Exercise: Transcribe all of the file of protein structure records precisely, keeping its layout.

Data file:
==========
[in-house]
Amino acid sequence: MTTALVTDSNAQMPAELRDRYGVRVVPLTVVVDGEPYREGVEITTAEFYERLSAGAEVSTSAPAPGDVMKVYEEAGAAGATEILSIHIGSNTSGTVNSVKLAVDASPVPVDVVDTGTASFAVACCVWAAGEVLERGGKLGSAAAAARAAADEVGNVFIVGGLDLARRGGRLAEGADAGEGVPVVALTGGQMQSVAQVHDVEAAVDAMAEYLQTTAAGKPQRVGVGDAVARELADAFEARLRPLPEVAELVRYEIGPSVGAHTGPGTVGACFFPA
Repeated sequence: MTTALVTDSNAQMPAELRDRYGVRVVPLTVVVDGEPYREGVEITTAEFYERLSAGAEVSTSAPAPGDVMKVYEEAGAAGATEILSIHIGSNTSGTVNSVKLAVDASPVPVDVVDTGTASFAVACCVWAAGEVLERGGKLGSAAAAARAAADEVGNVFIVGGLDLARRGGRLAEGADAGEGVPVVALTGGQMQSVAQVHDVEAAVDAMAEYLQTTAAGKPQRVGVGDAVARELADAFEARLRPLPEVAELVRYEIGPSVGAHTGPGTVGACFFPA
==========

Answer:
[in-house]
Amino acid sequence: MTTALVTDSNAQMPAELRDRYGVRVVPLTVVVDGEPYREGVEITTAEFYERLSAGAEVSTSAPAPGDVMKVYEEAGAAGATEILSIHIGSNTSGTVNSVKLAVDASPVPVDVVDTGTASFAVACCVWAAGEVLERGGKLGSAAAAARAAADEVGNVFIVGGLDLARRGGRLAEGADAGEGVPVVALTGGQMQSVAQVHDVEAAVDAMAEYLQTTAAGKPQRVGVGDAVARELADAFEARLRPLPEVAELVRYEIGPSVGAHTGPGTVGACFFPA
Repeated sequence: MTTALVTDSNAQMPAELRDRYGVRVVPLTVVVDGEPYREGVEITTAEFYERLSAGAEVSTSAPAPGDVMKVYEEAGAAGATEILSIHIGSNTSGTVNSVKLAVDASPVPVDVVDTGTASFAVACCVWAAGEVLERGGKLGSAAAAARAAADEVGNVFIVGGLDLARRGGRLAEGADAGEGVPVVALTGGQMQSVAQVHDVEAAVDAMAEYLQTTAAGKPQRVGVGDAVARELADAFEARLRPLPEVAELVRYEIGPSVGAHTGPGTVGACFFPA